In about a week, District Attorney George Brauchler will be giving his opening statement in the Aurora theater shooting trial. But he's made it clear for years that he's seeking the death penalty for the gunman who killed 12 people at a midnight showing of "The Dark Knight Rises."
That's despite a standing offer from the defense to plead guilty in return for life in prison, leading many to question his motives.
Two years ago, Brauchler stepped to the podium in court. To his left sat, James Holmes, the perpetrator of one of the worst mass shootings in American history. That was when Brauchler told the judge he would pursue capital punishment.
"Justice is death," he said.
- The 12 lives lost in the attack
- The charges against Holmes
- Timeline from Holmes' arrival in Colorado
Political motivations to seek the death penalty?
Some believe the statement was born more of ambition than justice.
"This is seemingly well-calculated to help his political career," said Dan Recht, a criminal defense attorney and former public defender.
Recht says Brauchler, a Republican, could have accepted a plea of guilty, prevented a trial, saved millions of dollars and a lot of heartache.
"This will elevate his profile, his name recognition, his status as a conservative politician," said Recht. "And increase the likelihood that he can win the conservative vote in Colorado when he runs for higher office."
Brauchler wouldn’t grant an interview, citing a gag order from the court regarding pre-trial publicity. But his supporters say if any case cried out for the ultimate punishment it’s this one.
There’s no doubt that Brauchler’s fledgling political career is closely tied to the death penalty. When Governor John Hickenlooper granted a temporary stay of execution for Nathan Dunlap -- who killed 4 people in 1993 -- Brauchler passionately rebuked him.
"Yep, you hear frustration and anger in my voice, because those victims that have waited patiently for justice for 20 years will now wait for years more."
Suddenly, Brauchler was talked about as a challenger for Hickenlooper in 2014. He eventually declined to run.
"Frankly, I admire greatly his willingness to do the job that he was hired to do," said former Colorado Republican Party Chariman Ryan Call, "and fulfill his commitment to the voters who elected him to be their District Attorney."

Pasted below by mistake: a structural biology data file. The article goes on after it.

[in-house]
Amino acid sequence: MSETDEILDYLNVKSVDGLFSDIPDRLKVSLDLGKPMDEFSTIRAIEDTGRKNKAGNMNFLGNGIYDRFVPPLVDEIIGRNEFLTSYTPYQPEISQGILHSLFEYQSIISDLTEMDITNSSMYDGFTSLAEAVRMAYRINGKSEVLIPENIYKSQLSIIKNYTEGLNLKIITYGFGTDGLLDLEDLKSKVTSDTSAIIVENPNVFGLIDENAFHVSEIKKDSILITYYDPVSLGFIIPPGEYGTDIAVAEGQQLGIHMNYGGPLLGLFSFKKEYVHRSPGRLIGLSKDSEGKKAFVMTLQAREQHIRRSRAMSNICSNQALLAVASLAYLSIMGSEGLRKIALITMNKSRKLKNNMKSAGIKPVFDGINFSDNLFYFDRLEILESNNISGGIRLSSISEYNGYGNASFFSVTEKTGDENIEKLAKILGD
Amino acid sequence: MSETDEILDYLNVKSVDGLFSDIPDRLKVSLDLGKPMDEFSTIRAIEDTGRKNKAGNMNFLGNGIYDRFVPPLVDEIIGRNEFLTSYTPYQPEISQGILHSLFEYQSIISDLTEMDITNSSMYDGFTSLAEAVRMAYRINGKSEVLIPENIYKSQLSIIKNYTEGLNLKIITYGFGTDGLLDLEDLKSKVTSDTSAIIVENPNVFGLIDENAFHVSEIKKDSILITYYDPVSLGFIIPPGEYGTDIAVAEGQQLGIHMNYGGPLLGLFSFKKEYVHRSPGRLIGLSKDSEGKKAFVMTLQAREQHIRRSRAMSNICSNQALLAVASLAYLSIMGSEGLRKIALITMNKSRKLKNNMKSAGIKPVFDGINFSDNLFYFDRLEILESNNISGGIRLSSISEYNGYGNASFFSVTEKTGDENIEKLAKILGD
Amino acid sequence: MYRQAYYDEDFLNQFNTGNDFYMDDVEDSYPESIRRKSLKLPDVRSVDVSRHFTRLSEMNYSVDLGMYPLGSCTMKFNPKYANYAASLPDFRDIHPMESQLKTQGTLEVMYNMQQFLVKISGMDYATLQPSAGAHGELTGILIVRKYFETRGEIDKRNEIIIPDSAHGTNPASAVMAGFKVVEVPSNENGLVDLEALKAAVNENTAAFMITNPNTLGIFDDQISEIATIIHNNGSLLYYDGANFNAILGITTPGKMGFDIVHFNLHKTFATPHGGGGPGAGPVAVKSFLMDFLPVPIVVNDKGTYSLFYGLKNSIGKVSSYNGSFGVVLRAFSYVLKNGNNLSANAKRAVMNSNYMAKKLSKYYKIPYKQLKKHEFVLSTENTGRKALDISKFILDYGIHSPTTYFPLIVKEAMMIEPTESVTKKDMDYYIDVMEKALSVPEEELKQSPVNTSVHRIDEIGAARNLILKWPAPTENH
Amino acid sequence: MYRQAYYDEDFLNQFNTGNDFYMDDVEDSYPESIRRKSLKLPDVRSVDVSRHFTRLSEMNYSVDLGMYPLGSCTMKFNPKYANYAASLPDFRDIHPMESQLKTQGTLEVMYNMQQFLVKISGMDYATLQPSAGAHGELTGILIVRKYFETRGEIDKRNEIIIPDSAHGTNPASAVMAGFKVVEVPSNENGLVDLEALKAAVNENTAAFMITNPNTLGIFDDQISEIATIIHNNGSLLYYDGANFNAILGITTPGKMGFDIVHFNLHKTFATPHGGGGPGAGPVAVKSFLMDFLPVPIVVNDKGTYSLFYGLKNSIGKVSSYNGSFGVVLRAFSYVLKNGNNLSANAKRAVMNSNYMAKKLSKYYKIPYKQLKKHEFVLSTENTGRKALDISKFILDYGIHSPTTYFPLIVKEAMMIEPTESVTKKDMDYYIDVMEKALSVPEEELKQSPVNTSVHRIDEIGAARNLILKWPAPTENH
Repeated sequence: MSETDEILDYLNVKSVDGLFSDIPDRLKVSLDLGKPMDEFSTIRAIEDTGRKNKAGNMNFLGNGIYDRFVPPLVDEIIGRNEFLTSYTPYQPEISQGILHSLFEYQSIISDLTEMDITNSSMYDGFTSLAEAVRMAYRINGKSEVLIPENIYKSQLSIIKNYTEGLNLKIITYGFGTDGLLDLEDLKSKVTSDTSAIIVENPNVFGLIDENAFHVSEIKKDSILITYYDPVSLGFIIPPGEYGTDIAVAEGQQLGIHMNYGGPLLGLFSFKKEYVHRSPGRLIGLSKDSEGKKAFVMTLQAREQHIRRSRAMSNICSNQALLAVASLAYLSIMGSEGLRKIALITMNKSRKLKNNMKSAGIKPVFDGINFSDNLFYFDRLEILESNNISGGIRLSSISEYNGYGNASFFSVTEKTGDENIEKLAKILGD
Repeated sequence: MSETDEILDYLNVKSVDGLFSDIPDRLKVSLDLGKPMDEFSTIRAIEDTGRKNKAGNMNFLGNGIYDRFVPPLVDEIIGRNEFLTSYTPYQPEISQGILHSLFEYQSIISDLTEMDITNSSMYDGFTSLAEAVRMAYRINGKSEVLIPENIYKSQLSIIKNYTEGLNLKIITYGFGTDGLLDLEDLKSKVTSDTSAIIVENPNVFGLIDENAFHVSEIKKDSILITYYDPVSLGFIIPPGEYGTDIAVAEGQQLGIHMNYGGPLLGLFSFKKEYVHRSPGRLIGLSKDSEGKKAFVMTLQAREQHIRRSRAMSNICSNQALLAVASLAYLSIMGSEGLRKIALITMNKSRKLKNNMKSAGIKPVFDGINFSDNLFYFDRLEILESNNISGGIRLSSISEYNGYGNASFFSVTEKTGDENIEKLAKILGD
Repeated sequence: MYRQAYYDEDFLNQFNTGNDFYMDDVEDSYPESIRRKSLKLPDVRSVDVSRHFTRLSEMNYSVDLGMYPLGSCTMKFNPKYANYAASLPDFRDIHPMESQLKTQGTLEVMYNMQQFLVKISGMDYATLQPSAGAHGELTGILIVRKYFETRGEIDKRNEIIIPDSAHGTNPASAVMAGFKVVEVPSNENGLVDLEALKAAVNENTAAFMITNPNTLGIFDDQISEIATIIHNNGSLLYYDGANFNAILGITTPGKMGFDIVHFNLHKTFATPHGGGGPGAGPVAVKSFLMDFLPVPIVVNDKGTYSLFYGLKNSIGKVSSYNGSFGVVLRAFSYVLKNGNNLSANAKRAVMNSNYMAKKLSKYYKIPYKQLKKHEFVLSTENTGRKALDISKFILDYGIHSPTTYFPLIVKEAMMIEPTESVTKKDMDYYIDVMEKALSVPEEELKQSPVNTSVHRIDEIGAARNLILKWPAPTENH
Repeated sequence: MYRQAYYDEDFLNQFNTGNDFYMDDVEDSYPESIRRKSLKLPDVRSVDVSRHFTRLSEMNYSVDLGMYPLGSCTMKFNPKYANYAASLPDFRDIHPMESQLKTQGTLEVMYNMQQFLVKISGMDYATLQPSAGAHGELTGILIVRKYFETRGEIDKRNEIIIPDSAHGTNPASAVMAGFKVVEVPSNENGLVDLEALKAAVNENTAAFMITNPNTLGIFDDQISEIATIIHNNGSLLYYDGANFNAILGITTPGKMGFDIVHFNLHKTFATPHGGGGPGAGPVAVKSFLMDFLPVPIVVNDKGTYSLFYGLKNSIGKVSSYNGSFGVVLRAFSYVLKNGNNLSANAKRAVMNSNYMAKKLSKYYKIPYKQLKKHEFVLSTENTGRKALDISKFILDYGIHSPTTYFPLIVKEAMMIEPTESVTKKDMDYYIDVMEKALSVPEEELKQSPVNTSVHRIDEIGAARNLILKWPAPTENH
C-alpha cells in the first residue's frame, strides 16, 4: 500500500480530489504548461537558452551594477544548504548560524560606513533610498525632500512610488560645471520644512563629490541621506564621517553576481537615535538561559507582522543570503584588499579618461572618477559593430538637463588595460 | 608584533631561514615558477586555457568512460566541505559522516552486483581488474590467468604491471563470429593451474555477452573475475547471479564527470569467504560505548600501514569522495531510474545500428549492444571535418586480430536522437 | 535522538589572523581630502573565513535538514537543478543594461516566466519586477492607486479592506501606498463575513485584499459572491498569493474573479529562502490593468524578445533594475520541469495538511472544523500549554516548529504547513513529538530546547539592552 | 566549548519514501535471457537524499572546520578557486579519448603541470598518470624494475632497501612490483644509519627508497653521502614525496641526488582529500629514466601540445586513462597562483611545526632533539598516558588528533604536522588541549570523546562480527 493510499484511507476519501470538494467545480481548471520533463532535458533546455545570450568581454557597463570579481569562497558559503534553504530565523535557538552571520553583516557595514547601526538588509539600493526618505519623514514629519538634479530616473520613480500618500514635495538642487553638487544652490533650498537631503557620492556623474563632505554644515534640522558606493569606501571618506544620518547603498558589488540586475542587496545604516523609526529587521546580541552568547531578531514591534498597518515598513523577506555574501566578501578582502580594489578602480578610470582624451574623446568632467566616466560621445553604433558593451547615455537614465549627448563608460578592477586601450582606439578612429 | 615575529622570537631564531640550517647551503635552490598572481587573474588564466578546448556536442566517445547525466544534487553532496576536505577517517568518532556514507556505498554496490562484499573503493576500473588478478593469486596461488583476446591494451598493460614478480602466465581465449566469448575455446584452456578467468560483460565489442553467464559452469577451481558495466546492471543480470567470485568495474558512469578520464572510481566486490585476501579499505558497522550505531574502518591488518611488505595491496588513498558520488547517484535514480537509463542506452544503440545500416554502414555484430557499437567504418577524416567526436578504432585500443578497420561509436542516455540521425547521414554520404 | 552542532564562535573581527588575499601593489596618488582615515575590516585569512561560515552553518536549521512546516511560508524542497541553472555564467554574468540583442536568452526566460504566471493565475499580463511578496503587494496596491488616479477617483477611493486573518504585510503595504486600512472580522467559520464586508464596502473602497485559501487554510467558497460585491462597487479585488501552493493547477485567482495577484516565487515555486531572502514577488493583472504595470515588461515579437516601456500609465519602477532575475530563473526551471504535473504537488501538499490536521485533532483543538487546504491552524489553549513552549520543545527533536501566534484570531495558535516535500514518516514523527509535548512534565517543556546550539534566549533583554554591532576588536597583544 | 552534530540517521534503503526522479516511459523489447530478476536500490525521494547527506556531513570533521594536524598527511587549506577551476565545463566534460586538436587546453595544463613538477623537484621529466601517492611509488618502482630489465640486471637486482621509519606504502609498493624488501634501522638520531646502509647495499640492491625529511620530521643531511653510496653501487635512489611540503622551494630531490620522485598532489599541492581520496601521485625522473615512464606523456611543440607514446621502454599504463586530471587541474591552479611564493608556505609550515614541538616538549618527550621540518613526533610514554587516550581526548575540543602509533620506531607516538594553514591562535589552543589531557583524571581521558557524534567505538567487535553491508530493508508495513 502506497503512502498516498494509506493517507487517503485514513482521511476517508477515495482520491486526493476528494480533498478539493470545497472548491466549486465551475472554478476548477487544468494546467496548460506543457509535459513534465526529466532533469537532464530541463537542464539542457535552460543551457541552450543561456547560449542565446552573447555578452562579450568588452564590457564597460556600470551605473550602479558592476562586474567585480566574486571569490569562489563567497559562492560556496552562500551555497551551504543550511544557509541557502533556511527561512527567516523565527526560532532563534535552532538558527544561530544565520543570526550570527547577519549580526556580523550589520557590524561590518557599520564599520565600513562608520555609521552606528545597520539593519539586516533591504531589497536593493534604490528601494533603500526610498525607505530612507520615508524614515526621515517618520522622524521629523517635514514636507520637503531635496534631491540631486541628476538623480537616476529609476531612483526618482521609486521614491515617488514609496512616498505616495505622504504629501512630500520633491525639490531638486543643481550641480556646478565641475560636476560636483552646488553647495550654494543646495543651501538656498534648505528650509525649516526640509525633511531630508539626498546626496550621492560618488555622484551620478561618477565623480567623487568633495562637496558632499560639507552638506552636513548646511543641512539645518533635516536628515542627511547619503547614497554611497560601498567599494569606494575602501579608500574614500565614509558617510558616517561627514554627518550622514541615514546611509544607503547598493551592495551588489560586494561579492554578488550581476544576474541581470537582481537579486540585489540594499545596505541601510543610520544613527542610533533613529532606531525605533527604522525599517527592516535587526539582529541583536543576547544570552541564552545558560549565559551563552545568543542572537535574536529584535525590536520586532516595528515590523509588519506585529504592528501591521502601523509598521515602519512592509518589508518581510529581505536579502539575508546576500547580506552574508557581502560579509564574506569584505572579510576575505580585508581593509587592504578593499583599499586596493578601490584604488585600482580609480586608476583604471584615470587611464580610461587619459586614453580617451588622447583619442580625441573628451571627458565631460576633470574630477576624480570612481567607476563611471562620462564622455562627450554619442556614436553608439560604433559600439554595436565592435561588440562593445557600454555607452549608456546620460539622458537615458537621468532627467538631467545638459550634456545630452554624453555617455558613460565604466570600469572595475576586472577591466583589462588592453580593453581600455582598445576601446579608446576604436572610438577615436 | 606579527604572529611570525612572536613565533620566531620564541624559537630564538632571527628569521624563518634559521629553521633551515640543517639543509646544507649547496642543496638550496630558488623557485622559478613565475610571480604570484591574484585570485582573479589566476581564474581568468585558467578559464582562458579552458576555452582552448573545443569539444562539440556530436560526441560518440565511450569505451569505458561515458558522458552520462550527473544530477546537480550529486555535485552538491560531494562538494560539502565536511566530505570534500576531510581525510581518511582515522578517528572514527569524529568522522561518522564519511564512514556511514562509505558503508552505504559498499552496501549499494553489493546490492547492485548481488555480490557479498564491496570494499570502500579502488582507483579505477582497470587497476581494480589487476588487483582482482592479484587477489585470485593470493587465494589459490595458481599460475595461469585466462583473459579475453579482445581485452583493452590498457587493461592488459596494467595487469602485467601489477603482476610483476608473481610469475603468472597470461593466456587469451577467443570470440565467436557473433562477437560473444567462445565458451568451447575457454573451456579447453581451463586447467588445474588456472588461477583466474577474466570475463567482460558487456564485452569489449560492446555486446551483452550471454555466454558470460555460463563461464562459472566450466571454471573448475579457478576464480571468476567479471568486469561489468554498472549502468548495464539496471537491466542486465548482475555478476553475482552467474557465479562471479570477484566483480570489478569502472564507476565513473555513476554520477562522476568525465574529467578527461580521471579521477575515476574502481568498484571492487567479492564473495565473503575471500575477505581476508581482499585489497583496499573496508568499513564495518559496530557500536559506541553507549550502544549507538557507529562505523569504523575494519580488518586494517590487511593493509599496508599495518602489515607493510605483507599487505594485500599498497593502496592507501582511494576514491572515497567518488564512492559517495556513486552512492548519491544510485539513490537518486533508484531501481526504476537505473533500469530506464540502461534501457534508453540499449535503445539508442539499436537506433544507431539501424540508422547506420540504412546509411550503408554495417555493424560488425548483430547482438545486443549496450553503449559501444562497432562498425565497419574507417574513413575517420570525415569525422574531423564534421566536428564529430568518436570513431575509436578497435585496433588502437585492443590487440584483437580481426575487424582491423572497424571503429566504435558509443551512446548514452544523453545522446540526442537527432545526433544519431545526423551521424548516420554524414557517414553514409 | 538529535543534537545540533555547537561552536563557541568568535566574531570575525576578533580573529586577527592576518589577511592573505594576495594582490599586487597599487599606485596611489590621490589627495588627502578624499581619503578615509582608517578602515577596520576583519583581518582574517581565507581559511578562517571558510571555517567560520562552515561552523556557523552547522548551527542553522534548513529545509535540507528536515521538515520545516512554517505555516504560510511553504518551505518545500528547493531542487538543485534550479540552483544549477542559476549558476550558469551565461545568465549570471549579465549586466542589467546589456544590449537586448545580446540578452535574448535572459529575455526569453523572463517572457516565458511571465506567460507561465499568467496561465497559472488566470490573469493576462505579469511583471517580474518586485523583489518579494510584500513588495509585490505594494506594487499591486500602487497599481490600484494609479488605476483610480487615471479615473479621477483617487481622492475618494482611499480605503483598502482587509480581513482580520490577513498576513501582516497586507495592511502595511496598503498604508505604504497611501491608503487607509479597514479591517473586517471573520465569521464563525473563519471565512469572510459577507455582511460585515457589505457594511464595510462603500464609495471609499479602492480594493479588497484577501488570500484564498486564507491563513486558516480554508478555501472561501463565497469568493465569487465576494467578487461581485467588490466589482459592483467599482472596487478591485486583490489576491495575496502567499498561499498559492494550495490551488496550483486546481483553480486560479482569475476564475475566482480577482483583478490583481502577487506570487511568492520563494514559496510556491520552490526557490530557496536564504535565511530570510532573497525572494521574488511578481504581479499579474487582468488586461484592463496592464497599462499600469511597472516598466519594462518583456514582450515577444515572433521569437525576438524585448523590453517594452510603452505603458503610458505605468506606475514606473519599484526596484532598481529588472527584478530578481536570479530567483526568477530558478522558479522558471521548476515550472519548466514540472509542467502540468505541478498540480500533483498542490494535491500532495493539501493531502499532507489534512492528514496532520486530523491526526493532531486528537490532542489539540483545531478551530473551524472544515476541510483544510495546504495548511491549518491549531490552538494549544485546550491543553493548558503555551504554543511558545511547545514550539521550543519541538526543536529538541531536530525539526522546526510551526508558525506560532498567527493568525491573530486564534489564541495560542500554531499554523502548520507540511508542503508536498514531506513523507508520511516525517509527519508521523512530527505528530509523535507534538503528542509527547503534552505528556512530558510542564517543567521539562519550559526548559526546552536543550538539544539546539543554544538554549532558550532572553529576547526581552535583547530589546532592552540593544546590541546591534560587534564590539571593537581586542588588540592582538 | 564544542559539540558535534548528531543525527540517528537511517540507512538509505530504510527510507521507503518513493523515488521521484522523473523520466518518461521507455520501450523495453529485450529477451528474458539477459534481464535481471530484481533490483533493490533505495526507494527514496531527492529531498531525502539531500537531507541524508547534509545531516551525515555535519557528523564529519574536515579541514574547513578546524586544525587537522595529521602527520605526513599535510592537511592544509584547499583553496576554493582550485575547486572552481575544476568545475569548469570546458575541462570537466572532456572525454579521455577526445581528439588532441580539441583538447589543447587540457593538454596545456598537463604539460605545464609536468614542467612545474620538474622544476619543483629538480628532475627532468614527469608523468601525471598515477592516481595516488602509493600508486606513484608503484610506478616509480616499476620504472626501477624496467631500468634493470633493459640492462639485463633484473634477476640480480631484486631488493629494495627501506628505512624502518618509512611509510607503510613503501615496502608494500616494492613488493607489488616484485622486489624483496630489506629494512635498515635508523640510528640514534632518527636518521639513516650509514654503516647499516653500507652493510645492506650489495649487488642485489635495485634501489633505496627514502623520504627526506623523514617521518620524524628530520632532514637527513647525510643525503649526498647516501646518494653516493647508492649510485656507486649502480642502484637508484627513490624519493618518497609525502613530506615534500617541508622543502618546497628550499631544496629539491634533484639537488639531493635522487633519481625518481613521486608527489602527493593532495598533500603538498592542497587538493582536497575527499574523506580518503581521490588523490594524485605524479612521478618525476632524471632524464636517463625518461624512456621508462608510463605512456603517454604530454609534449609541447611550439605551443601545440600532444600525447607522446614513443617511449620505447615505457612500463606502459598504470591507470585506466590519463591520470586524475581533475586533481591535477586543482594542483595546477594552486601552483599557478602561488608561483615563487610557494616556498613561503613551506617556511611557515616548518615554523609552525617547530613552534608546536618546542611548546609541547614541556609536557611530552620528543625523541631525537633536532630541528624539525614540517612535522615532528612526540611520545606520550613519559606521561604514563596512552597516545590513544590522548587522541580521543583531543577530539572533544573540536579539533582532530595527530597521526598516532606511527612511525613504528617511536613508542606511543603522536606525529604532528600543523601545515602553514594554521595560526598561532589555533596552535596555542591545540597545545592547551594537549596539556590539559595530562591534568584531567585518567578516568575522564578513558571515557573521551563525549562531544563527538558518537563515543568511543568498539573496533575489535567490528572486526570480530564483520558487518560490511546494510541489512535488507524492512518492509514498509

The task ahead
Brauchler’s good friend and former colleague Dan Deasy says Brauchler is pursuing this case and this punishment out of a genuine sense of duty.
"He can’t walk away from that for what people perceive to be his own aspirations, said Deasy. "I mean he wanted to handle the Holmes case, and that’s what he’s doing."
And Deasy says the trial is in good hands. George Brauchler is not only a lawyer, but a Lieutenant Colonel in the Army Reserve, previously deployed to Iraq. He’s also an accomplished law professor. And he’s tried more than 150 cases.
"There is nobody who I would want handling that case more than I would want George handling that case," said Deasy. "And you know what? I wish I was a part of that team...what an experience."
Deasy says this is clearly the most high profile case in Colorado history.
As a deputy prosecutor, Brauchler tried the only felony cases to stem from the Columbine shooting: A couple of minor charges against a couple of gun sellers.
Shortly after the Aurora shooting, Brauchler, then a candidate for District Attorney, was surprised to find himself in the middle of the action again.
"I bet if I asked you 15 years ago, ‘hey, there’s going to be two of the biggest shootings in the history of the United States here, and they’re going to happen right here where we live,’ you would laugh. You would say, ‘no, come on now. Not in Colorado, and yet here we are."
One big difference in the Aurora case: the killer will stand trial.